A short (mostly only audio) post

I have been wanting to do all an all audio post for a while and I even have a topic in mind but I never managed to do it. My class two weeks ago gave me something somewhat interesting to share so here goes….
(the story is just over 90 seconds long and can be heard by hitting play below)


  1. Sandy Millin

    A very interesting reaction 🙂 The idea of a teacher being in ‘teacher position’ is one that I’ve thought about a lot over the last year, mostly because of watching how it affects people’s behaviour in class when they adopt that position. I find they get louder, talk more, and generally become more dominant and controlling. It’s funny how shifting our position can have such an effect on us, our students, and random visitors to the room!

  2. Matthew

    Mike, you need to do audio posts more you’ve got a great voice and fantastic delivery. Thank you for sharing this!

    In the anecdote I quite often relate to trainees (often in small pieces, in connection to some specific thing) about “the best teacher I’ve ever seen” there are these things: I didn’t have to hear the class: I would stop on the way to my own class and simply gaze through a window into his class…he was almost never in the ‘teacher position’: he floated around the room, or huddled up with Ss, or kicked back in a chair but never seemed without full attention and awareness of the Ss and room…there were always smiles and laughter and a sense of ease: when I finally asked and sat in the room, my suspicions were confirmed – humor was baked in, along with a strong sense of meta-activity as students and teacher talked about how and why they were ‘having class’. I use the ‘kicking back’ piece to support a point about control vs. initiative in s-centered activity, and never name this teacher (I think I’ve actually lost track of his name, and he came and went like an ELT ninja, ya never really knew) but sometimes refer to him as ‘the puppeteer’.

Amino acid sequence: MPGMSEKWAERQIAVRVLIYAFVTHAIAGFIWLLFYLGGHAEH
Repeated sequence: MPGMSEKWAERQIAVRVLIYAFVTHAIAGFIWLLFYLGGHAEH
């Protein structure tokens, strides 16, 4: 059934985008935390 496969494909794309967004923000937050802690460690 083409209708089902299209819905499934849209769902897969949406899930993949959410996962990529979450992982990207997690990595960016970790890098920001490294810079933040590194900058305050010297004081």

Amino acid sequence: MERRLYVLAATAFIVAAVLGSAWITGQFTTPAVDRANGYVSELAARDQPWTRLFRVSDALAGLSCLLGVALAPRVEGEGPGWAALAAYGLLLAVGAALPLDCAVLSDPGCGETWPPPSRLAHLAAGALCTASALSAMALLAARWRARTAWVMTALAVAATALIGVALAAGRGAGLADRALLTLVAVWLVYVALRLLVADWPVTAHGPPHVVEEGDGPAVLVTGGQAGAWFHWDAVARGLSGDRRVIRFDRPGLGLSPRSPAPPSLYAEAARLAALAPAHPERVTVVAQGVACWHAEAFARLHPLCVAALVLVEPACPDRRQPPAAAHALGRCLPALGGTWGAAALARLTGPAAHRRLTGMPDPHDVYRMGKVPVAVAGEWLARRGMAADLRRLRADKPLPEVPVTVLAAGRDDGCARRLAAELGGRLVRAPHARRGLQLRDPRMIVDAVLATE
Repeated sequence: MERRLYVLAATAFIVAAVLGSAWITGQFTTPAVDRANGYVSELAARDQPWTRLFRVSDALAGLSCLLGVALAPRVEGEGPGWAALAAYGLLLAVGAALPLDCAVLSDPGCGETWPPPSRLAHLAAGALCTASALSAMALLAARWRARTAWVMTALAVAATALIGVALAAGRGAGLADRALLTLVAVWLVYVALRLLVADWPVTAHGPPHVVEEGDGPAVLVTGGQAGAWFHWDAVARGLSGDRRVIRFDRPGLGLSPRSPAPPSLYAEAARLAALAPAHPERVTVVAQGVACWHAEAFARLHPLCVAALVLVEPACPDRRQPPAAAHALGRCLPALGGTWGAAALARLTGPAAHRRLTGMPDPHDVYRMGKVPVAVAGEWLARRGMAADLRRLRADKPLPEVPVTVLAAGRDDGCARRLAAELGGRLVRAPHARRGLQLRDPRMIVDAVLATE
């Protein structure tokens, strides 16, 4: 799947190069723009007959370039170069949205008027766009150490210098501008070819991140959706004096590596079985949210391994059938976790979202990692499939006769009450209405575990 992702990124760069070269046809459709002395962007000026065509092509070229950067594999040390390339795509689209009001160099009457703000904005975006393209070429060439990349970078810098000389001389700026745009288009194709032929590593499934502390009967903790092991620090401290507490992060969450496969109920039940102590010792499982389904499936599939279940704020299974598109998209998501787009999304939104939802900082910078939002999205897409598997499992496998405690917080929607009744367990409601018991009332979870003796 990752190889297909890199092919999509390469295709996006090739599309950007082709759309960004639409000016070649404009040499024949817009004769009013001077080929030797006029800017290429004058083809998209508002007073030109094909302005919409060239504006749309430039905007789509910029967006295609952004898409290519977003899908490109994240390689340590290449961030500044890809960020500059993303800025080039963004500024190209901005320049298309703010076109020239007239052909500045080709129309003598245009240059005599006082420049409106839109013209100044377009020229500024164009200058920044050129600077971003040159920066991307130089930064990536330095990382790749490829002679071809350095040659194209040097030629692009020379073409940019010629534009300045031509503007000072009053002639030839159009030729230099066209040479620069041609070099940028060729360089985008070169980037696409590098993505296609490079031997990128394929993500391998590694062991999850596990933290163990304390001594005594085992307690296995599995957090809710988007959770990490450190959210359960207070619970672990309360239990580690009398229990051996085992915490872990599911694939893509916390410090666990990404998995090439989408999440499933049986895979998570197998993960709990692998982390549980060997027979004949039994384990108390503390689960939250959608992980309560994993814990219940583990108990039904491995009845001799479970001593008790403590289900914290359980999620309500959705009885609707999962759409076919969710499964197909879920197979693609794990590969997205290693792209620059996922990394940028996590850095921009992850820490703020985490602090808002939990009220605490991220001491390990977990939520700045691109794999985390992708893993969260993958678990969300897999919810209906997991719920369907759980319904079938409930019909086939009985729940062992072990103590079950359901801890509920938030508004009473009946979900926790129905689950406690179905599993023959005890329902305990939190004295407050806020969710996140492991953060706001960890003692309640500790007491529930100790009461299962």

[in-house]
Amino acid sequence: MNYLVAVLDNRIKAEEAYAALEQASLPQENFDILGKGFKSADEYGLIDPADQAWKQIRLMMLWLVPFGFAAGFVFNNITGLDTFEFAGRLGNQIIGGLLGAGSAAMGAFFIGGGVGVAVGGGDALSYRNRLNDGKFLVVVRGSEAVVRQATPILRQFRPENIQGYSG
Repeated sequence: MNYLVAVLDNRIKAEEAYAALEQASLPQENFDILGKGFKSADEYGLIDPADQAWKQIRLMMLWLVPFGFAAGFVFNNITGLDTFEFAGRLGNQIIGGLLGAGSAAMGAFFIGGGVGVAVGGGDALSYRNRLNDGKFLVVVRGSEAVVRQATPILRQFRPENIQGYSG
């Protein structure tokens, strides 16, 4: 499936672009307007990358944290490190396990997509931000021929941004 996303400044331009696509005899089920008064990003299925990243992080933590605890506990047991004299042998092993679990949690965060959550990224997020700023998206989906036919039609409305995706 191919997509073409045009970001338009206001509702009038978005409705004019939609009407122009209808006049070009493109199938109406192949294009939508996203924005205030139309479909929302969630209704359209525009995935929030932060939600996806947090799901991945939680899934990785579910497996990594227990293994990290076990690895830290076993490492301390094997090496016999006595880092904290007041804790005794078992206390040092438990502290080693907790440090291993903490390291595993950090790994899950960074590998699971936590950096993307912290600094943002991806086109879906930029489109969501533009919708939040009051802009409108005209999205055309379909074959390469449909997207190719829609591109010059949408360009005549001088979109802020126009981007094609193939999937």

I was reminded of him as I imagined looking through the door of your classroom, being brushed on the shoulder by those Ss who came in and out and then eventually right in.

  3. Chris Ożóg

    Great, Mike, enjoyed this (it has been 9 months since I last heard your dulcet tones..). I’m working with a trainee at the moment who is having serious trouble getting attention (class is 13 Upper Ints) and it’s causing them all sorts of problems. We’ve talked about teacher position, techniques for gaining attention, when interventions are required, etc., but something is still missing. The problem is that the teacher has a very timid and quiet personality and I’m starting to run out of ideas to help. Even if, like in your class, a mere seven learners and the teacher were sitting in the room and it didn’t look like ‘a class’, the teacher would still not be in control of the room. By control, I don’t mean tight routines and shouting, but there is a sense with an effective teacher that they are in control, even when they are not (as in your class). At least, there is that sense to me. Whatever can we do to help?

    Also, I listened to this in bed. Just thought I’d share that.


    • Sandy Millin

      Is it a confidence issue? I used to get one of my trainees who had a similar problem to chant ‘I am the teacher and I am in charge’ to themselves before they walked into the lesson – they might not feel like they should be in ‘teacher position’ at all, wherever that might be in the room!

      • Chris Ożóg

        It’s not confidence as such, it’s just that the teacher is a very quiet person full stop. They have a number of culture issues against them too (sex, age, status) and it’s just a real nightmare. We discussed these and I said that I know of no culture where a teacher is not in a position of authority (at least in name) in a classroom and that they should play the role (as I termed it) to get out of their own timid personality. We’ve looked a different techniques from banging the board to standing front and centre and yet we still struggle. I’ll suggest the chanting, but I suspect we are possibly dealing with a case of someone who is not cut out to stand in front of a room full of talkative people.

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